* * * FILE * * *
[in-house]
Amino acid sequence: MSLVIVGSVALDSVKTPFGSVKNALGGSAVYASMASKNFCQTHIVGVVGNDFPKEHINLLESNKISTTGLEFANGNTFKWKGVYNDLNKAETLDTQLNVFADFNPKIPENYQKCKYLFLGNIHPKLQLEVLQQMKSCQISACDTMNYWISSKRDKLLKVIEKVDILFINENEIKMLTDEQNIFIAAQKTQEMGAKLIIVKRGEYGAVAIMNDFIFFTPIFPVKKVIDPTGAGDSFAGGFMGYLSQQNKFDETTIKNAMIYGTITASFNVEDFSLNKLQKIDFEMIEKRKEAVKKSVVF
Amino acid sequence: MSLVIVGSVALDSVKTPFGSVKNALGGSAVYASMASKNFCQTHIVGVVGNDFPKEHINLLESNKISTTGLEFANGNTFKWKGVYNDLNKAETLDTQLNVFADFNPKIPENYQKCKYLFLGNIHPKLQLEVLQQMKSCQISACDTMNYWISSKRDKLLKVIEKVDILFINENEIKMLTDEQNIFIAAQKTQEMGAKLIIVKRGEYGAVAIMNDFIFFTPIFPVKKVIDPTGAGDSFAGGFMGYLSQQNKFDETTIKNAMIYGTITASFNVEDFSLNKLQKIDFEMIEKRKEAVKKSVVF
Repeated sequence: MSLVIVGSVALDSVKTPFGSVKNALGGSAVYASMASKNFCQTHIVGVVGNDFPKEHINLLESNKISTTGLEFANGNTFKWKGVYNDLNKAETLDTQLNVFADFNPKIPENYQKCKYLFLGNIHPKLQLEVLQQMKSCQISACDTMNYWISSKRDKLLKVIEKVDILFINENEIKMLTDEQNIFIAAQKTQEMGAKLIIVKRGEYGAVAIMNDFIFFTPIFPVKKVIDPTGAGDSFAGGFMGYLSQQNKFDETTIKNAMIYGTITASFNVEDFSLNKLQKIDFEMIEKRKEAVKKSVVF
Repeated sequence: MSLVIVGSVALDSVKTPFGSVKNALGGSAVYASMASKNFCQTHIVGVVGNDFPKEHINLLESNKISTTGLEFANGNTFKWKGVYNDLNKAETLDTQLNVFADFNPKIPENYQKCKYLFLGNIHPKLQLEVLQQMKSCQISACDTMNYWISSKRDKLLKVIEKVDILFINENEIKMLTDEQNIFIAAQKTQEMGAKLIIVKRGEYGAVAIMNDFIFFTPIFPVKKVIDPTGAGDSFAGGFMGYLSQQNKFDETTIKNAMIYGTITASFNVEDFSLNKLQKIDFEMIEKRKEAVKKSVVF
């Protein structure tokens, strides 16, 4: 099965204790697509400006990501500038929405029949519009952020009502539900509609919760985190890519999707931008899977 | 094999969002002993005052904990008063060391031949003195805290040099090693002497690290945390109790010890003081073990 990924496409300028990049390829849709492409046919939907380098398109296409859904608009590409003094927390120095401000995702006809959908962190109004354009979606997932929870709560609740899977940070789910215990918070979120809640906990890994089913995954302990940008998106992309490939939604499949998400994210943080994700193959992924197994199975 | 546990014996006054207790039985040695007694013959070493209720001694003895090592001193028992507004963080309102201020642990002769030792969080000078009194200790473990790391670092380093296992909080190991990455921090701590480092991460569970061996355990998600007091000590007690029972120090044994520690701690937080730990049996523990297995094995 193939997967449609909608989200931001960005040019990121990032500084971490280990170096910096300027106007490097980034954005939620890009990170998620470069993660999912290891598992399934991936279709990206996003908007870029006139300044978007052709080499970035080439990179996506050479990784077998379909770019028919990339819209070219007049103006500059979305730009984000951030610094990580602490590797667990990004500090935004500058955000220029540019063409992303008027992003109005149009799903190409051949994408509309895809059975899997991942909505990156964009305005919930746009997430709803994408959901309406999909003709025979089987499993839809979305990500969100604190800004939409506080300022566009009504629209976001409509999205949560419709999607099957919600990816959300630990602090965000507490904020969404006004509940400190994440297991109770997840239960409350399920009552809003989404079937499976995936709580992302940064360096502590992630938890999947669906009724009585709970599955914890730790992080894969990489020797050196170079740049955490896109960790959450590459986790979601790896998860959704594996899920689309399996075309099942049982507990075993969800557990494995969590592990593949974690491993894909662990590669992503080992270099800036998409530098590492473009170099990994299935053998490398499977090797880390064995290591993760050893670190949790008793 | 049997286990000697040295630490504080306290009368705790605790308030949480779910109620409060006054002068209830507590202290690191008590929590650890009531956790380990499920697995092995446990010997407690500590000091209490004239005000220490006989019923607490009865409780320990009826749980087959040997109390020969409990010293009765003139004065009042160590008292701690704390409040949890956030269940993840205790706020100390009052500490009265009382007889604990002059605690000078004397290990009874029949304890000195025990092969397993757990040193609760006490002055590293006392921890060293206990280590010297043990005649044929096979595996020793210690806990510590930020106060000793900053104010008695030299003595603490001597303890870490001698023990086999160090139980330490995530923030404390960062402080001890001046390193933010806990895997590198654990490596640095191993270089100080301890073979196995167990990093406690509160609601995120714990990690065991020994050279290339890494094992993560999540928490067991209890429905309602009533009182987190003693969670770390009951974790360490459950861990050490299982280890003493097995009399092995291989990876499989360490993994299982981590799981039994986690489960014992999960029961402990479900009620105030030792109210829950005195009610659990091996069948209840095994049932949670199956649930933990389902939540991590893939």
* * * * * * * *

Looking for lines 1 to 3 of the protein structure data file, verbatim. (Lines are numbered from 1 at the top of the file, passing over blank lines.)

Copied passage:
[in-house]
Amino acid sequence: MSLVIVGSVALDSVKTPFGSVKNALGGSAVYASMASKNFCQTHIVGVVGNDFPKEHINLLESNKISTTGLEFANGNTFKWKGVYNDLNKAETLDTQLNVFADFNPKIPENYQKCKYLFLGNIHPKLQLEVLQQMKSCQISACDTMNYWISSKRDKLLKVIEKVDILFINENEIKMLTDEQNIFIAAQKTQEMGAKLIIVKRGEYGAVAIMNDFIFFTPIFPVKKVIDPTGAGDSFAGGFMGYLSQQNKFDETTIKNAMIYGTITASFNVEDFSLNKLQKIDFEMIEKRKEAVKKSVVF
Amino acid sequence: MSLVIVGSVALDSVKTPFGSVKNALGGSAVYASMASKNFCQTHIVGVVGNDFPKEHINLLESNKISTTGLEFANGNTFKWKGVYNDLNKAETLDTQLNVFADFNPKIPENYQKCKYLFLGNIHPKLQLEVLQQMKSCQISACDTMNYWISSKRDKLLKVIEKVDILFINENEIKMLTDEQNIFIAAQKTQEMGAKLIIVKRGEYGAVAIMNDFIFFTPIFPVKKVIDPTGAGDSFAGGFMGYLSQQNKFDETTIKNAMIYGTITASFNVEDFSLNKLQKIDFEMIEKRKEAVKKSVVF